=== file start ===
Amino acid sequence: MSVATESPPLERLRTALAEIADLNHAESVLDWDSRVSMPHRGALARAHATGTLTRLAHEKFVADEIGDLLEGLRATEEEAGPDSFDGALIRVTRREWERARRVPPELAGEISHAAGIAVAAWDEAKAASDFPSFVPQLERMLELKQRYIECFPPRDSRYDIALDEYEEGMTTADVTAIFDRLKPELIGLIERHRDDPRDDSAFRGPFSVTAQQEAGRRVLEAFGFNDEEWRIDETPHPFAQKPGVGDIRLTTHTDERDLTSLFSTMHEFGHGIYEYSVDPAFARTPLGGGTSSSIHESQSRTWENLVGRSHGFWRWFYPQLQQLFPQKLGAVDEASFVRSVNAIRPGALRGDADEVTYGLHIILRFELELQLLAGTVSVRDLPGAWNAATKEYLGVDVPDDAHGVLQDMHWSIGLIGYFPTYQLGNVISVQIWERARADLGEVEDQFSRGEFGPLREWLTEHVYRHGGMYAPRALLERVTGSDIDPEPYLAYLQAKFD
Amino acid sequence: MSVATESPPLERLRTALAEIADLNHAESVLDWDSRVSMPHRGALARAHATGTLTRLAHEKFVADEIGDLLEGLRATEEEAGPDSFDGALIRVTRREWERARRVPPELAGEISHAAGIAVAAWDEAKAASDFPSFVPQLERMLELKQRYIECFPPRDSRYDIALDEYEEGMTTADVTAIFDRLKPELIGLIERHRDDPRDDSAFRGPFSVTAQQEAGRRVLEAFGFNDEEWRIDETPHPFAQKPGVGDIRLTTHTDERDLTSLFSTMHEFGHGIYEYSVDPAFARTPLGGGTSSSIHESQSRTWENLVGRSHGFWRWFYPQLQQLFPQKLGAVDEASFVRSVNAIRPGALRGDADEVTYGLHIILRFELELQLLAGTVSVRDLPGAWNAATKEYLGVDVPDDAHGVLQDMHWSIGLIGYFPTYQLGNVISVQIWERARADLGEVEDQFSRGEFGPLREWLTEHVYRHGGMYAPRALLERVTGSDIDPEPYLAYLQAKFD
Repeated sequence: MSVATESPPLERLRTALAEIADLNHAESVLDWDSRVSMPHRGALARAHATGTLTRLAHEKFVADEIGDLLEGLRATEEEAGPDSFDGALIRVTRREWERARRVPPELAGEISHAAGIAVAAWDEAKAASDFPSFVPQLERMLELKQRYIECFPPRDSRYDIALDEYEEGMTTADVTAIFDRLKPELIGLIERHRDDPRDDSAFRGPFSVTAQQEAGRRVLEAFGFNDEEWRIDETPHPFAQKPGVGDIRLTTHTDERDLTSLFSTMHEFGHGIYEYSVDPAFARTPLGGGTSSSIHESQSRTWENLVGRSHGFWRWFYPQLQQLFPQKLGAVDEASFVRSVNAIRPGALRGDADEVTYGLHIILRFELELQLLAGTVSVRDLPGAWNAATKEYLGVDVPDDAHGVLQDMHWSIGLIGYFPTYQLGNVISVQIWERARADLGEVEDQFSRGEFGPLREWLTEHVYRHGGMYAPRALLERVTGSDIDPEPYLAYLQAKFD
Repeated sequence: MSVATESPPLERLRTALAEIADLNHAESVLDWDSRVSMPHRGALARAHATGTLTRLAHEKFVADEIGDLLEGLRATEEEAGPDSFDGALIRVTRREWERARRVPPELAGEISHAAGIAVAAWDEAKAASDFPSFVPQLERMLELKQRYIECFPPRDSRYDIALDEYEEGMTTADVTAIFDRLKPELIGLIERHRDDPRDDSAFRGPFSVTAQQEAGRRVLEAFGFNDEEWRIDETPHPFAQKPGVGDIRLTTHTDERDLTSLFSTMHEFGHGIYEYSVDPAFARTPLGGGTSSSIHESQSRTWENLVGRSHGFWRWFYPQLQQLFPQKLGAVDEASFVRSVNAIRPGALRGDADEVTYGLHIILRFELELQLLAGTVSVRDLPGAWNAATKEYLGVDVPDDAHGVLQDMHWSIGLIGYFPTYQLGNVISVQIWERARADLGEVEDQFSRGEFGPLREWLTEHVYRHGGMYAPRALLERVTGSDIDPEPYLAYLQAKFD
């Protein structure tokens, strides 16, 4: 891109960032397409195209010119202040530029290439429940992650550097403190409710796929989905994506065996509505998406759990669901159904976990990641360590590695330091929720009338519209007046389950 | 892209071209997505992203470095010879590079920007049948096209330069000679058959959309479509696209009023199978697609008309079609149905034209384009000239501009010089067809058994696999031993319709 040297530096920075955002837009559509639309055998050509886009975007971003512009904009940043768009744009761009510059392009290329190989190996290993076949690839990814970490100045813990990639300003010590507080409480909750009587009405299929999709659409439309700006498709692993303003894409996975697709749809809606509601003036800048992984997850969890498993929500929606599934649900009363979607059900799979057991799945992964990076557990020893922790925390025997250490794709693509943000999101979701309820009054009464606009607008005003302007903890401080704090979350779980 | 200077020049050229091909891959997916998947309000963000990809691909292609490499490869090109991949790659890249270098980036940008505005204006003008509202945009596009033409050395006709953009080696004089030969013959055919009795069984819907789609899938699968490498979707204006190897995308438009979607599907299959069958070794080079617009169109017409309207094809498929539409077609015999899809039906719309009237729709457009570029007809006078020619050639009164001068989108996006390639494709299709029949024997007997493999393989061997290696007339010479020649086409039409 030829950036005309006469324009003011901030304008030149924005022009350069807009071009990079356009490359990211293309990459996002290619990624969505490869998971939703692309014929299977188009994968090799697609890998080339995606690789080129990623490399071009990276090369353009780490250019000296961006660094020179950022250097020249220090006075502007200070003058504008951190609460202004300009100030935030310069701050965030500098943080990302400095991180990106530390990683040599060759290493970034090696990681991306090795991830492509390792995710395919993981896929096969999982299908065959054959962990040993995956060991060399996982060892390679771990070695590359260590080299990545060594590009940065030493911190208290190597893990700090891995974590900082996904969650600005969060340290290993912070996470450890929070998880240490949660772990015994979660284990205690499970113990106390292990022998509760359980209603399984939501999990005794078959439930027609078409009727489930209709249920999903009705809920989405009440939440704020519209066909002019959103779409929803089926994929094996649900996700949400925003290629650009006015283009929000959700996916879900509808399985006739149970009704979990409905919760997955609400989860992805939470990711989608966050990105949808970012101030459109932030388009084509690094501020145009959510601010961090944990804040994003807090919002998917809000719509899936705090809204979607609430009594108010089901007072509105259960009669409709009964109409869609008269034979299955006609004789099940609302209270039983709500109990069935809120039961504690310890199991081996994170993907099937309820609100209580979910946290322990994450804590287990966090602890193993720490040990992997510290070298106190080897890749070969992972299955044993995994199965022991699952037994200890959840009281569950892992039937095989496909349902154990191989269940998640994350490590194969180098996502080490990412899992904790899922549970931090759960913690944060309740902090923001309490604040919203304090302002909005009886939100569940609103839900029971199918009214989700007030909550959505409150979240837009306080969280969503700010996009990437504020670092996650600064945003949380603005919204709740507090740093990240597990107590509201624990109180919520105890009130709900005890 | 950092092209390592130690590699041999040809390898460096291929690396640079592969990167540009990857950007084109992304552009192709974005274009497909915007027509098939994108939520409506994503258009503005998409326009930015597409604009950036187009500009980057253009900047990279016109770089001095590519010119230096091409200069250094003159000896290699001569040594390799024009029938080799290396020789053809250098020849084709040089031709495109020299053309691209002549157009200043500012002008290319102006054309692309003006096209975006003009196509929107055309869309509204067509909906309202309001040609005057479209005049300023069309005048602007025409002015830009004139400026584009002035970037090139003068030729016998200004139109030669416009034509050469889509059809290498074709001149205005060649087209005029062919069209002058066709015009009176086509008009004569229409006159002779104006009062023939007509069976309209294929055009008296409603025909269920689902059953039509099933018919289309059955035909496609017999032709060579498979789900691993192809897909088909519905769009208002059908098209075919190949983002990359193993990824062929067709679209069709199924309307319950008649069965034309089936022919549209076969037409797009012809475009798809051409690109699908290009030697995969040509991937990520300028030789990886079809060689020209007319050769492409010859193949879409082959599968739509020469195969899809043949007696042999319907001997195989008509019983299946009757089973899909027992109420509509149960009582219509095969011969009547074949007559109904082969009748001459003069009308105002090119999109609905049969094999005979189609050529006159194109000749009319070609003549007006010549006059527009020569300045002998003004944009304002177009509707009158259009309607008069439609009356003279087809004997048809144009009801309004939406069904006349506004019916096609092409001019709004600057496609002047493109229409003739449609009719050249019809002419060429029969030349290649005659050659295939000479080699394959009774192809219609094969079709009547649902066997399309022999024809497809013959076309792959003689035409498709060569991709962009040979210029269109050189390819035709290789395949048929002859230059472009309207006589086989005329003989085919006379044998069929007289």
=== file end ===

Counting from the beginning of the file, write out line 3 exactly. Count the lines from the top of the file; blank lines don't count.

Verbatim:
Repeated sequence: MSVATESPPLERLRTALAEIADLNHAESVLDWDSRVSMPHRGALARAHATGTLTRLAHEKFVADEIGDLLEGLRATEEEAGPDSFDGALIRVTRREWERARRVPPELAGEISHAAGIAVAAWDEAKAASDFPSFVPQLERMLELKQRYIECFPPRDSRYDIALDEYEEGMTTADVTAIFDRLKPELIGLIERHRDDPRDDSAFRGPFSVTAQQEAGRRVLEAFGFNDEEWRIDETPHPFAQKPGVGDIRLTTHTDERDLTSLFSTMHEFGHGIYEYSVDPAFARTPLGGGTSSSIHESQSRTWENLVGRSHGFWRWFYPQLQQLFPQKLGAVDEASFVRSVNAIRPGALRGDADEVTYGLHIILRFELELQLLAGTVSVRDLPGAWNAATKEYLGVDVPDDAHGVLQDMHWSIGLIGYFPTYQLGNVISVQIWERARADLGEVEDQFSRGEFGPLREWLTEHVYRHGGMYAPRALLERVTGSDIDPEPYLAYLQAKFD